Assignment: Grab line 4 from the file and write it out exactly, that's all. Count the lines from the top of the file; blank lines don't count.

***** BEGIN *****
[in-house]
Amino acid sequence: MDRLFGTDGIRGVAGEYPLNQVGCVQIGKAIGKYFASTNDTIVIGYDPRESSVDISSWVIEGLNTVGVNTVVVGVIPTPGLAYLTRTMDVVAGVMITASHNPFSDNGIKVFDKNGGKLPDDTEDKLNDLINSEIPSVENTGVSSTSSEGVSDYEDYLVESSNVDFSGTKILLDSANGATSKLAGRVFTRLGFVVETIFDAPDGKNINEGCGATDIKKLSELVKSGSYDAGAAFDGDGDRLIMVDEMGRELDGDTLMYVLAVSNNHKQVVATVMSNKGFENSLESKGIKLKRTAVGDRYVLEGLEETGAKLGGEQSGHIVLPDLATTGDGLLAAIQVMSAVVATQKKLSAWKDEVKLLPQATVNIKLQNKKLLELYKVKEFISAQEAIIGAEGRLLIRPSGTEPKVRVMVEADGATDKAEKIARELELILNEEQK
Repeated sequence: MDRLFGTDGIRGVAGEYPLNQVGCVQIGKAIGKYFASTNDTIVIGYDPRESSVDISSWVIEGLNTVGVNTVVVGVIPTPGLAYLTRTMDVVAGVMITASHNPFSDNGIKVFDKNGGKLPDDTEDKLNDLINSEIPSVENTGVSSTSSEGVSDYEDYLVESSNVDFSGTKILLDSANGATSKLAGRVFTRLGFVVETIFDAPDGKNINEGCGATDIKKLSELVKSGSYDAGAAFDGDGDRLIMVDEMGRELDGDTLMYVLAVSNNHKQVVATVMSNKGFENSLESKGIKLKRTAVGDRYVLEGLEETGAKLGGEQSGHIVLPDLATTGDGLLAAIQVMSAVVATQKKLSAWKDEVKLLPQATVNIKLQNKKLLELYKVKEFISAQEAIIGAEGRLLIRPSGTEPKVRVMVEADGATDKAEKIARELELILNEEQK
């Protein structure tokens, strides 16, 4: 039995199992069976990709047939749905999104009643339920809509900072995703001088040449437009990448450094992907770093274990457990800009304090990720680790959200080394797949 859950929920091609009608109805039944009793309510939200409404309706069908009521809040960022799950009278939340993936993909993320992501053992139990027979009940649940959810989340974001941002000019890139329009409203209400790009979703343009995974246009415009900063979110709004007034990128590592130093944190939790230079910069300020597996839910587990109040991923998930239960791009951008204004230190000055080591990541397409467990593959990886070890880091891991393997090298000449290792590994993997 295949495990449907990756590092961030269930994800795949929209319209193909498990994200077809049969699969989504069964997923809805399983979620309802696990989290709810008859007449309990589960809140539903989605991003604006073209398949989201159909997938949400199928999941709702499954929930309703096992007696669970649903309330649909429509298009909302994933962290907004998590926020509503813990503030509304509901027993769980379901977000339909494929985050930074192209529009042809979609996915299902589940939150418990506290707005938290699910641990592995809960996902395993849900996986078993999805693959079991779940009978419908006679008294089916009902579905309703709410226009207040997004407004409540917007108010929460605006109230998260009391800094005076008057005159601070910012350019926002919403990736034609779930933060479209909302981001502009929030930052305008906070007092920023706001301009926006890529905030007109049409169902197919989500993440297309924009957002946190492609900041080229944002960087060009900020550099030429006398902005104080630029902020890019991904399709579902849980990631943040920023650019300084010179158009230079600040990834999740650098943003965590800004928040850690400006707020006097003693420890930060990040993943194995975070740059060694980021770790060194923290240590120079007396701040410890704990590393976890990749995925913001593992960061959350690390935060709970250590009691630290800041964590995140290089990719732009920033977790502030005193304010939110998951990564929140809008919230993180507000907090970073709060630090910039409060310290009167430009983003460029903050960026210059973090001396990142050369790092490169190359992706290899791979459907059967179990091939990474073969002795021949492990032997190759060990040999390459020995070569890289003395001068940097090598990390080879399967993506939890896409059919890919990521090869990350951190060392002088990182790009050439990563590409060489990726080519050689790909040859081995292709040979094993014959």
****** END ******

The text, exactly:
């Protein structure tokens, strides 16, 4: 039995199992069976990709047939749905999104009643339920809509900072995703001088040449437009990448450094992907770093274990457990800009304090990720680790959200080394797949 859950929920091609009608109805039944009793309510939200409404309706069908009521809040960022799950009278939340993936993909993320992501053992139990027979009940649940959810989340974001941002000019890139329009409203209400790009979703343009995974246009415009900063979110709004007034990128590592130093944190939790230079910069300020597996839910587990109040991923998930239960791009951008204004230190000055080591990541397409467990593959990886070890880091891991393997090298000449290792590994993997 295949495990449907990756590092961030269930994800795949929209319209193909498990994200077809049969699969989504069964997923809805399983979620309802696990989290709810008859007449309990589960809140539903989605991003604006073209398949989201159909997938949400199928999941709702499954929930309703096992007696669970649903309330649909429509298009909302994933962290907004998590926020509503813990503030509304509901027993769980379901977000339909494929985050930074192209529009042809979609996915299902589940939150418990506290707005938290699910641990592995809960996902395993849900996986078993999805693959079991779940009978419908006679008294089916009902579905309703709410226009207040997004407004409540917007108010929460605006109230998260009391800094005076008057005159601070910012350019926002919403990736034609779930933060479209909302981001502009929030930052305008906070007092920023706001301009926006890529905030007109049409169902197919989500993440297309924009957002946190492609900041080229944002960087060009900020550099030429006398902005104080630029902020890019991904399709579902849980990631943040920023650019300084010179158009230079600040990834999740650098943003965590800004928040850690400006707020006097003693420890930060990040993943194995975070740059060694980021770790060194923290240590120079007396701040410890704990590393976890990749995925913001593992960061959350690390935060709970250590009691630290800041964590995140290089990719732009920033977790502030005193304010939110998951990564929140809008919230993180507000907090970073709060630090910039409060310290009167430009983003460029903050960026210059973090001396990142050369790092490169190359992706290899791979459907059967179990091939990474073969002795021949492990032997190759060990040999390459020995070569890289003395001068940097090598990390080879399967993506939890896409059919890919990521090869990350951190060392002088990182790009050439990563590409060489990726080519050689790909040859081995292709040979094993014959």